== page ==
The organopolysiloxanes may be substantially linear and end blocked with a silanol, methyl or vinyl group, especially with a trivinylsilyl group. They may be prepared by subjecting cyclic polysiloxanes known as oligomers to ring opening polymerization in the presence of acid or alkali in accordance with a well-known method.

Included in the coating composition of the invention is a curing agent for causing the organopolysiloxane to cure. The curing agents are well-known ones, typically organic peroxides. In the case of organopolysiloxanes containing an alkenyl group, they may be modified into an addition reaction vulcanization type by adding thereto an organohydrogenpolysiloxane having at least three hydrogen atoms attached to silicone atoms (.tbd.SiH) in a molecule together with a platinum series catalyst.

Examples of the organic peroxide include benzoyl peroxide, 2,4-dichlorobenzoyl peroxide, ortho-chlorobenzoyl peroxide, di-t-butyl peroxide, dicumyl peroxide, t-butyl perbenzoate, t-butyl peracetate, 2,5-dimethyl-2,5-di(t-butylperoxy)hexane, (t-butylperoxy)myristyl carbonate, etc. The organic peroxides are generally added in amounts of about 0.1 to 5 parts by weight per 100 parts by weight of the organopolysiloxane.

In the embodiment wherein organopolysiloxane containing an alkenyl group such as vinyl is modified into an addition reaction vulcanization type, a combination of an organohydrogenpolysiloxane having at least three hydrogen atoms attached to silicon atoms (or at least three.tbd.SiH groups) in a molecule with a platinum series catalyst is added. The organohydrogenpolysiloxane is preferably of the following formula:

Rb 1 Hc SiO.sub.(4-b-c)/2

In this formula, R1 is an alkyl group having 1 to 10 carbon atoms such as methyl, and letters b and c are positive numbers meeting b+c=1.0 to 3.0. This organohydrogenpolysiloxane is preferably added in such amounts as to provide about 0.5 to 5 mol of.tbd.SiH group per mol of the alkenyl group in the organopolysiloxane. The platinum series catalyst may be selected from chloroplatinic acid, complex salts of chloroplatinic acid with olefins or vinylsiloxane, and alcohol solutions of chloroplatinic acid. The platinum catalyst is preferably added in such amounts as to provide about 0.5 to 500 parts, especially about 2 to 200 parts by weight of platinum (Pt) per million parts by weight of the organopolysiloxane.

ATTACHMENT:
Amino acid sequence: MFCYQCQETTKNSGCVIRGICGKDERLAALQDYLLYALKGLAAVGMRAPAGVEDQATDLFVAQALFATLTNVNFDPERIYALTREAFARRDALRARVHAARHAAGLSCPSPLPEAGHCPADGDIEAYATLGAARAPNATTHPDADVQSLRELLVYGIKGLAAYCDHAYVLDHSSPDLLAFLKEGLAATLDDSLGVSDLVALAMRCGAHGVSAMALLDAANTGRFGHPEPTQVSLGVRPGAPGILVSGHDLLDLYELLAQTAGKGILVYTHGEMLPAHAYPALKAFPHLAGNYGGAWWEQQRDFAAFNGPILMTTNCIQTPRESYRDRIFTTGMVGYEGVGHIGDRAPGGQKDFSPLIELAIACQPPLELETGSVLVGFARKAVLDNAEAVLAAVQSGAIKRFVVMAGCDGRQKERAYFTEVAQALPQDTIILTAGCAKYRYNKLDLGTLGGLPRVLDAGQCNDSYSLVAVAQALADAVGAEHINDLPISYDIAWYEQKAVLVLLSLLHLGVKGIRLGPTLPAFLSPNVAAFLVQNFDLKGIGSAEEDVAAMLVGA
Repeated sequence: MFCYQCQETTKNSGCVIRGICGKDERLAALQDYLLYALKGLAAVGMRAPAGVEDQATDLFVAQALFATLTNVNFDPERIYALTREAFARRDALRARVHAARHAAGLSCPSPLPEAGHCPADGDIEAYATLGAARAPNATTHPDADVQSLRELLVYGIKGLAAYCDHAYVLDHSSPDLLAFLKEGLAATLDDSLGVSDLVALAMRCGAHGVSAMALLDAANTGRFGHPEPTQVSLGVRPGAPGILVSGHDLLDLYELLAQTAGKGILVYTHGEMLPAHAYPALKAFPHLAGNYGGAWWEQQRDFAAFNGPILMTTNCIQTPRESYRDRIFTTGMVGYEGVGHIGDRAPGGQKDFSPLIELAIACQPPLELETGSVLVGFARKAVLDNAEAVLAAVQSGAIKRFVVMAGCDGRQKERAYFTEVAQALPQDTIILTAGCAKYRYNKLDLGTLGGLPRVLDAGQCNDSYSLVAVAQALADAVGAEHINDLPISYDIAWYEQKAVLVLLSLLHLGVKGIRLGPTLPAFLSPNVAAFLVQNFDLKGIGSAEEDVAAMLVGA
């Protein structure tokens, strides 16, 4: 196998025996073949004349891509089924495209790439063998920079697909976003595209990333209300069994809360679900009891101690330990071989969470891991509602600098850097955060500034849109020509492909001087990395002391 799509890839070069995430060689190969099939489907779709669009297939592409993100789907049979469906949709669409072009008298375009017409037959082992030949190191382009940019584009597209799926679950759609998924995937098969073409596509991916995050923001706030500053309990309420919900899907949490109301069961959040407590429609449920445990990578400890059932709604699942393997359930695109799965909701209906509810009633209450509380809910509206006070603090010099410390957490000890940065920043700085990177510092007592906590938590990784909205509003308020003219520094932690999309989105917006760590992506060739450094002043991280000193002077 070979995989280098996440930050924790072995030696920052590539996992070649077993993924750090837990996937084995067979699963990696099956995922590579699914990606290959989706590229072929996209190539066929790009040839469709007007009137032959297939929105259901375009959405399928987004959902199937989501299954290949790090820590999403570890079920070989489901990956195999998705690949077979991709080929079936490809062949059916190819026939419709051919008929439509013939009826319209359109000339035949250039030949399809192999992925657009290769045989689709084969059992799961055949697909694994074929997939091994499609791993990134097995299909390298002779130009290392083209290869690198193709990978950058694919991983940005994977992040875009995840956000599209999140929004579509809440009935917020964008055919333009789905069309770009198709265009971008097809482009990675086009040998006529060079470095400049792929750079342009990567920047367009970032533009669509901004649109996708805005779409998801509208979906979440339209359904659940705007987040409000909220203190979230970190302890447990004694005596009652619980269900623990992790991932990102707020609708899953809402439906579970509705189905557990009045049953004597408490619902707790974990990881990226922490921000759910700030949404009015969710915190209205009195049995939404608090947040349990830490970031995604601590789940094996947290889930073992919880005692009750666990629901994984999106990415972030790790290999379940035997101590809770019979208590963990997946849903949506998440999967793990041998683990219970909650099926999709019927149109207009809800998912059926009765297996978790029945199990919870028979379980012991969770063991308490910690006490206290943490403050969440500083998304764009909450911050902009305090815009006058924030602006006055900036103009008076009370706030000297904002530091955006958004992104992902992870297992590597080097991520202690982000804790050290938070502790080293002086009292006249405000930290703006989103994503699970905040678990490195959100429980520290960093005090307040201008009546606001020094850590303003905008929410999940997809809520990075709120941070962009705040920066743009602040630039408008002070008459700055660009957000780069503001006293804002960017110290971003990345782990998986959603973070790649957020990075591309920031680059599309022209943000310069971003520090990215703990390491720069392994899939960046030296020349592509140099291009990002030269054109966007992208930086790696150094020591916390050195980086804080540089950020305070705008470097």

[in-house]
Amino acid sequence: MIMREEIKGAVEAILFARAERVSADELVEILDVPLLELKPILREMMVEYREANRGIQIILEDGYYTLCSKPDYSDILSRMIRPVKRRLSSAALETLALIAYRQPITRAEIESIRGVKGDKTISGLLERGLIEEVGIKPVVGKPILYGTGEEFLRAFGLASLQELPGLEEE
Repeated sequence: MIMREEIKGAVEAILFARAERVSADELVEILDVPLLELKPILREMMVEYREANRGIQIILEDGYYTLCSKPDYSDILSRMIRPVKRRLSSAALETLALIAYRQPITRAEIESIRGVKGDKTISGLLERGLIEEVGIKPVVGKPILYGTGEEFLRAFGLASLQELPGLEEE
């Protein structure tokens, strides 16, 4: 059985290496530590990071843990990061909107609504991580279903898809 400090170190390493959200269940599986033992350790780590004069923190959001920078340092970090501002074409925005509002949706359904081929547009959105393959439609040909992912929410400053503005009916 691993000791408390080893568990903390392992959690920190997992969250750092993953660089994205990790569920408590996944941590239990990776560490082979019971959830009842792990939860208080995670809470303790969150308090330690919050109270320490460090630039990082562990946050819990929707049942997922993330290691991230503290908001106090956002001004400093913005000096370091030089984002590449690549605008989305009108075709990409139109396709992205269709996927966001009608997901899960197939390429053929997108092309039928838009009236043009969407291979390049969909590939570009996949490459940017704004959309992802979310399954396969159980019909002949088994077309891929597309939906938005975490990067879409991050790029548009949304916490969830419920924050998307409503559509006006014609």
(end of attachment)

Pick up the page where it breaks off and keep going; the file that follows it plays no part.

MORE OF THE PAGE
The coating composition of the invention is obtained by uniformly kneading the organopolysiloxane with a predetermined amount of the curing agent. If desired, any well-known conventional adhesive aids may be added. The adhesive aids include silane coupling agents such as γ-glycidoxypropyltrimethoxysilane, γ-mercaptopropyltrimethoxysilane, γ-aminopropyltrimethoxysilane, and vinyltrialkoxysilane, metal salts of organic carboxylic acids, and titanate esters. The coating composition may also contain other well-known conventional additives such as flame retardants, heat resistance modifiers, and dispersants.

Further, various particulate or fibril fillers may be added to the coating composition for the purpose of improving physical properties (hardness, tensile strength and elongation) and adhesive properties of cured coatings resulting therefrom. Such fillers include fumed silica, precipitated silica, ground quartz, diatomaceous earth, hollow glass microspheres, iron oxide, zinc oxide, titanium oxide, magnesium oxide, talc, aluminum silicate, alumina, calcium carbonate, carbon black, asbestos, glass fibers, carbon fibers, polyester fibers, polytetrafluoroethylene powder, and polyvinyl chloride powder. The fillers are preferably added in amounts of about 20 to 200 parts by weight per 100 parts by weight of the organopolysiloxane. Another useful additive is a resinous polysiloxane in the form of a copolymer of R3 SiO1/2, R2 SiO and RSiO3/2 wherein R is a monovalent hydrocarbon group having 1 to 10 carbon atoms.

In applying the coating composition to air bag fabrics of nylon or the like, the composition is diluted with a suitable organic solvent. Exemplary organic solvents are benzene, toluene, xylene, hexane, heptane, and kerosine. The solvents are preferably added in amounts of about 10 to 1000 parts, more preferably about 100 to 300 parts by weight per 100 parts by weight of the organopolysiloxane and curing agent combined.